BESIDES the confrontational politics that often tended to tell upon law and order affecting development, three others things that drastically impeded economic development in this country relate to infrastructure. These are inadequate power generation, inefficient seaports and underdeveloped communications, both physical and electronic. But all these were and are within the nation's and its leaders' capacity to improve. Who then are to blame if the country is still least developed?
A little magnanimous mutual accommodation of the political parties in the national interest and for their places of distinction in history could have removed the political tension to enable the nation to pursue economic development with a greater intensity of purpose, undeterred by periodic chaos and convulsions. If some individual sacrifices are needed of the political parties to make for this mutual accommodation, they should do so for the sake of the nation. If they do it, the three other factors that impede economic progress in this country can be addressed with unalloyed national attention.
At its current level of economic development, the country suffers badly for a shortfall of about 1500 megawatt electricity or even more daily. The resultant load-shedding impairs productivity in fields and factories, making many of them, less profitable at best, if not outright losing concerns. In other words, even if the country could manage to have many more industries established with the participation of more local and foreign investors, the existing chronic power shortage would have become more acute to cripple many of the existing and new industries. Since entrepreneurs-whether local or foreign, invest in industries for profit, the less performing power sector should be unfailingly identified as a damper on industrialisation. The government should immediately make a long-term projection of power need keeping a certain growth rate in view and take up a work plan to expand power generation and distribution according to that projection. If they suspect that scarcity of resources will constrain the implementation of such a plan, they may involve the private sector in power generation and area-wise distribution. Efforts should be also simultaneously made for reducing system loss in the power sector and attaining greater efficiency in revenue collection to enable the Power Development Board to create its own funds for investment in power generation.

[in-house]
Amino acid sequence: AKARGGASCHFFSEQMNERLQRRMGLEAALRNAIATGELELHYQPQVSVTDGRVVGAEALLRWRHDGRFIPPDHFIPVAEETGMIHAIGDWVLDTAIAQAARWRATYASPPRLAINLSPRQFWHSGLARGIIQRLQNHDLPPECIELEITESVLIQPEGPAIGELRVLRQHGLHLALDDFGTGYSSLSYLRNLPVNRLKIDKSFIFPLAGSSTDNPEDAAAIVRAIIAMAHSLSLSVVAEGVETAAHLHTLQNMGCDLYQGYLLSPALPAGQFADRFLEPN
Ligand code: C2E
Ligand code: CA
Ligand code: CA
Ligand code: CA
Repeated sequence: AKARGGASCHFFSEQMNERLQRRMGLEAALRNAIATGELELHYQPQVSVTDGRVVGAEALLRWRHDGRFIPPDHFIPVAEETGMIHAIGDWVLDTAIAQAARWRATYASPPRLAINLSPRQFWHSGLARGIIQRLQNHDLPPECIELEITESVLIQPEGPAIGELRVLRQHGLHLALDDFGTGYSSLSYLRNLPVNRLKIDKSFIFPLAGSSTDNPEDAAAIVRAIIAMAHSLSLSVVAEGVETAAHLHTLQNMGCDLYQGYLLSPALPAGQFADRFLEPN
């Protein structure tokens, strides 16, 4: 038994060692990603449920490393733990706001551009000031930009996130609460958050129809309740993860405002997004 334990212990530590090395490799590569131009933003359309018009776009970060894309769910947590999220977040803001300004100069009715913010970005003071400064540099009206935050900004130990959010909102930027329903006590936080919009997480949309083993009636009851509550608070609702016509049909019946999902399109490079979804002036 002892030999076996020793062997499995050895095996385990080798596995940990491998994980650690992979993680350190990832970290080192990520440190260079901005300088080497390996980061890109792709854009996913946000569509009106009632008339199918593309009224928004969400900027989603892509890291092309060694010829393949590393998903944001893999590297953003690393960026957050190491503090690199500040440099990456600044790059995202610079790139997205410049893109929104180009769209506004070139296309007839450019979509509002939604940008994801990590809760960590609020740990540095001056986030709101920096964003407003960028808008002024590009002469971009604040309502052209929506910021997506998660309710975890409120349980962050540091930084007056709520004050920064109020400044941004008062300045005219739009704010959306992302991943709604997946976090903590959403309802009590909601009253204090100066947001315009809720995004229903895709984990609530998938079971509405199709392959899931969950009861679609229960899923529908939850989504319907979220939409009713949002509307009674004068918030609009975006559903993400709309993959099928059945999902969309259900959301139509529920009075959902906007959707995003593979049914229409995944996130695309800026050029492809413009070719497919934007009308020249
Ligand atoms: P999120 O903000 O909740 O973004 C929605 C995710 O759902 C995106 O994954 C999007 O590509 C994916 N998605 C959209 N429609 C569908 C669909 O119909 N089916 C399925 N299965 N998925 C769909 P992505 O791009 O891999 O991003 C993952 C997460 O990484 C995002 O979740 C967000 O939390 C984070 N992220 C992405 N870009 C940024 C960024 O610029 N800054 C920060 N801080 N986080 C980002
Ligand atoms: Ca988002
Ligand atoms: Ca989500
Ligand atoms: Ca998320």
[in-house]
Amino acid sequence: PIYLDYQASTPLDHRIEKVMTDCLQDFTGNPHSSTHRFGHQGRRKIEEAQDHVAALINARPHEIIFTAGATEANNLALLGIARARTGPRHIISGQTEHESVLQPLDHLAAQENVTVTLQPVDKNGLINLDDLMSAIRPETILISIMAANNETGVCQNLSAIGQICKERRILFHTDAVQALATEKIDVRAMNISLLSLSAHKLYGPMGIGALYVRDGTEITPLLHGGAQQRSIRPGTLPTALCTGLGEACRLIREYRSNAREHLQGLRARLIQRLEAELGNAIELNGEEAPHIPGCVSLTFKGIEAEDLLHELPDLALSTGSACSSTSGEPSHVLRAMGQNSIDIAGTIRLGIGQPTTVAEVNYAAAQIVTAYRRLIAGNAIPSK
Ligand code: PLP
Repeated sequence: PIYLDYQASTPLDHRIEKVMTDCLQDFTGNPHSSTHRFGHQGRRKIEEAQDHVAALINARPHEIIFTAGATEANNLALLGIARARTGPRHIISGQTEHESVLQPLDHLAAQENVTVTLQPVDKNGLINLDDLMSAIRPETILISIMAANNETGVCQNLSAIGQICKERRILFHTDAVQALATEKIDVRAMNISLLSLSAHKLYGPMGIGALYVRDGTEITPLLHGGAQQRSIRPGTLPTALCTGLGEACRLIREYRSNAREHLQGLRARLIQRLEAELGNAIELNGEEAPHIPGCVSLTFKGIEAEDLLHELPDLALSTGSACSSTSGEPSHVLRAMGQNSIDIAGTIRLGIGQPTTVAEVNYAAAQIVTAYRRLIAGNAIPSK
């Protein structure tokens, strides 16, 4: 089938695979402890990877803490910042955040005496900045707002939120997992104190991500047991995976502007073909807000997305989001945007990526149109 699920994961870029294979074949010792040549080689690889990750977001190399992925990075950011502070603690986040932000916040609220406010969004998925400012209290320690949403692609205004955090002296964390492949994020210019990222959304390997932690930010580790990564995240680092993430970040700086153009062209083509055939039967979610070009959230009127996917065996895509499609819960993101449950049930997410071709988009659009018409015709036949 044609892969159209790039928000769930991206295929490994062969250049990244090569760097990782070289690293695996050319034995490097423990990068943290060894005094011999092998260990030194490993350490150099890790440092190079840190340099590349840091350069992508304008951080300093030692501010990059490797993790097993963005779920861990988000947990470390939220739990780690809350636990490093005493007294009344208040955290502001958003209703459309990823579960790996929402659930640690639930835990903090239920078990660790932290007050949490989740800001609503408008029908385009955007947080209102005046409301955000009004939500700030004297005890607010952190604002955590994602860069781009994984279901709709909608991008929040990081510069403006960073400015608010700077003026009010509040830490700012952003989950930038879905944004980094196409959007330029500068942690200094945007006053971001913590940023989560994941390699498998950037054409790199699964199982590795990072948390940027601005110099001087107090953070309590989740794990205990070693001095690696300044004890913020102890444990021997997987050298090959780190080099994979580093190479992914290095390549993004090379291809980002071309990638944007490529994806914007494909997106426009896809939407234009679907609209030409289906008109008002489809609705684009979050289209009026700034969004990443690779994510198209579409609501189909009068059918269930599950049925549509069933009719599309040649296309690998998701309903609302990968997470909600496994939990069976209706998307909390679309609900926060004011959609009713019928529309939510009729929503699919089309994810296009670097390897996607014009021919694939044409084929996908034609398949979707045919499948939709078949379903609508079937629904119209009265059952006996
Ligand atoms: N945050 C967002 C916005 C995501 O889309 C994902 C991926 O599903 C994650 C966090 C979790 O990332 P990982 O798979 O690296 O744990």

A realistic projection of future economic growth rate on the basis of felt need should be also used for assessing the level to which the seaports and communications -- railway, roads and aviation -- need to be developed. The cost of doing business in this country is still high owing, among others, to underdeveloped seaports and communications facilities. Ships have to wait at the Chittagong port for days together-- almost for months, for berthing, loading and unloading of cargoes. How will it handle the country's import-export, say in 2015 or 2020 or 2025, if foreign trade grows at the rate 20 per cent annually, the minimum needed growth of foreign trade for dismantling poverty? How the cargoes to and from the seaport will be carried to and from different locations within the country in the subsequent years should also be kept in mind. Will the existing highways and railway facilities suffice? What will be our responses if higher oil prices threaten to render transportation by road economically unviable? Some thing should be also urgently done about Biman, whose performance so far has frustrated the nation. It should be either privatised or work with a strategic partner. The authorities must appreciate that the vision of a vibrant future cannot be realised without reliable aviation facilities in a world where speed largely determines the pace of development.
The current unhappy positions of the afore-mentioned sectors invariably pinpoint that successive governments in this country so far failed to take up and intensely pursue a perspective plan for the over-all development. If time is wasted similarly without being decidedly proactive now, the nation is certain to be stuck up in a graver dilemma. Who then will they blame?